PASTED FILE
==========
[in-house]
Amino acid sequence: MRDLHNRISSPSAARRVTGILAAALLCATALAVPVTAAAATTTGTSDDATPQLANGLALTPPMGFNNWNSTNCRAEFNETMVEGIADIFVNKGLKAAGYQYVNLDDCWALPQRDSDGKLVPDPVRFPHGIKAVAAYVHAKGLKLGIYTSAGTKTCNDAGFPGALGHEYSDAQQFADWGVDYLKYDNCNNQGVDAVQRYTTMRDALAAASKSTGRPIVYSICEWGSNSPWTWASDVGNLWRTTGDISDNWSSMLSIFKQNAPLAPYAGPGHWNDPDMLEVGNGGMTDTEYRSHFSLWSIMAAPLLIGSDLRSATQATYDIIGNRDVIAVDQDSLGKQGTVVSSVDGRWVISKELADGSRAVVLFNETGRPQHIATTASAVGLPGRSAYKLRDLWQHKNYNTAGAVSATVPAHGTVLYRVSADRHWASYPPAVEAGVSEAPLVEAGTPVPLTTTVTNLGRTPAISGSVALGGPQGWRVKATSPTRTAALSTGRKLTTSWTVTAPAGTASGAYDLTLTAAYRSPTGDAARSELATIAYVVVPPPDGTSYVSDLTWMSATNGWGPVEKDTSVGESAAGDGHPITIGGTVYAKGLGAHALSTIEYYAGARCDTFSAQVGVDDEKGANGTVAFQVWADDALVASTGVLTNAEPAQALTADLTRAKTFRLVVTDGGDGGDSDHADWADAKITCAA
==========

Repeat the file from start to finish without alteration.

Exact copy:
[in-house]
Amino acid sequence: MRDLHNRISSPSAARRVTGILAAALLCATALAVPVTAAAATTTGTSDDATPQLANGLALTPPMGFNNWNSTNCRAEFNETMVEGIADIFVNKGLKAAGYQYVNLDDCWALPQRDSDGKLVPDPVRFPHGIKAVAAYVHAKGLKLGIYTSAGTKTCNDAGFPGALGHEYSDAQQFADWGVDYLKYDNCNNQGVDAVQRYTTMRDALAAASKSTGRPIVYSICEWGSNSPWTWASDVGNLWRTTGDISDNWSSMLSIFKQNAPLAPYAGPGHWNDPDMLEVGNGGMTDTEYRSHFSLWSIMAAPLLIGSDLRSATQATYDIIGNRDVIAVDQDSLGKQGTVVSSVDGRWVISKELADGSRAVVLFNETGRPQHIATTASAVGLPGRSAYKLRDLWQHKNYNTAGAVSATVPAHGTVLYRVSADRHWASYPPAVEAGVSEAPLVEAGTPVPLTTTVTNLGRTPAISGSVALGGPQGWRVKATSPTRTAALSTGRKLTTSWTVTAPAGTASGAYDLTLTAAYRSPTGDAARSELATIAYVVVPPPDGTSYVSDLTWMSATNGWGPVEKDTSVGESAAGDGHPITIGGTVYAKGLGAHALSTIEYYAGARCDTFSAQVGVDDEKGANGTVAFQVWADDALVASTGVLTNAEPAQALTADLTRAKTFRLVVTDGGDGGDSDHADWADAKITCAA